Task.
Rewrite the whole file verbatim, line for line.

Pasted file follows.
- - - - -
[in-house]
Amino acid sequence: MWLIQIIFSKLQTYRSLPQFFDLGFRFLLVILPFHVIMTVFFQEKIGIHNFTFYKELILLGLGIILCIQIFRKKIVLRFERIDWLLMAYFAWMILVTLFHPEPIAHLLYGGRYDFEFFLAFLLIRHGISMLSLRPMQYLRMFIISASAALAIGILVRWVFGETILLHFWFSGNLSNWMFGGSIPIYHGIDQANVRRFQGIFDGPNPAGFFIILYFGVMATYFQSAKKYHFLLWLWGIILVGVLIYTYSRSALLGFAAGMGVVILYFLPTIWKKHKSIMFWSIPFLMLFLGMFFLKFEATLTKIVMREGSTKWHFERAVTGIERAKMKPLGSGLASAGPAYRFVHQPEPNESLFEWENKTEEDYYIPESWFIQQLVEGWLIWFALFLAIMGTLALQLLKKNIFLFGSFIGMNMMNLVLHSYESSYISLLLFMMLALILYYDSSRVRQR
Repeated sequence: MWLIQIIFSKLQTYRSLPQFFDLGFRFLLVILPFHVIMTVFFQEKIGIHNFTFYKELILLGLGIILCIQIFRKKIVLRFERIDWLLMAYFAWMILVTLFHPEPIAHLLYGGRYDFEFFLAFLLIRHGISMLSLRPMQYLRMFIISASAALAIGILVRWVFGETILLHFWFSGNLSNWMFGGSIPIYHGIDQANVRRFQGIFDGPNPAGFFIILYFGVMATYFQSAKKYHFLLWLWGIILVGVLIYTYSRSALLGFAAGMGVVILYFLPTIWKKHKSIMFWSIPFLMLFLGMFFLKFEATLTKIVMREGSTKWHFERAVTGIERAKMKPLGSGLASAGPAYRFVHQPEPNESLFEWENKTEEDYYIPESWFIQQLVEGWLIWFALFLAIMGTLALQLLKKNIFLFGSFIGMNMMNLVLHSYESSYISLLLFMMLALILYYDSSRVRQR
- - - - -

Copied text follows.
[in-house]
Amino acid sequence: MWLIQIIFSKLQTYRSLPQFFDLGFRFLLVILPFHVIMTVFFQEKIGIHNFTFYKELILLGLGIILCIQIFRKKIVLRFERIDWLLMAYFAWMILVTLFHPEPIAHLLYGGRYDFEFFLAFLLIRHGISMLSLRPMQYLRMFIISASAALAIGILVRWVFGETILLHFWFSGNLSNWMFGGSIPIYHGIDQANVRRFQGIFDGPNPAGFFIILYFGVMATYFQSAKKYHFLLWLWGIILVGVLIYTYSRSALLGFAAGMGVVILYFLPTIWKKHKSIMFWSIPFLMLFLGMFFLKFEATLTKIVMREGSTKWHFERAVTGIERAKMKPLGSGLASAGPAYRFVHQPEPNESLFEWENKTEEDYYIPESWFIQQLVEGWLIWFALFLAIMGTLALQLLKKNIFLFGSFIGMNMMNLVLHSYESSYISLLLFMMLALILYYDSSRVRQR
Repeated sequence: MWLIQIIFSKLQTYRSLPQFFDLGFRFLLVILPFHVIMTVFFQEKIGIHNFTFYKELILLGLGIILCIQIFRKKIVLRFERIDWLLMAYFAWMILVTLFHPEPIAHLLYGGRYDFEFFLAFLLIRHGISMLSLRPMQYLRMFIISASAALAIGILVRWVFGETILLHFWFSGNLSNWMFGGSIPIYHGIDQANVRRFQGIFDGPNPAGFFIILYFGVMATYFQSAKKYHFLLWLWGIILVGVLIYTYSRSALLGFAAGMGVVILYFLPTIWKKHKSIMFWSIPFLMLFLGMFFLKFEATLTKIVMREGSTKWHFERAVTGIERAKMKPLGSGLASAGPAYRFVHQPEPNESLFEWENKTEEDYYIPESWFIQQLVEGWLIWFALFLAIMGTLALQLLKKNIFLFGSFIGMNMMNLVLHSYESSYISLLLFMMLALILYYDSSRVRQR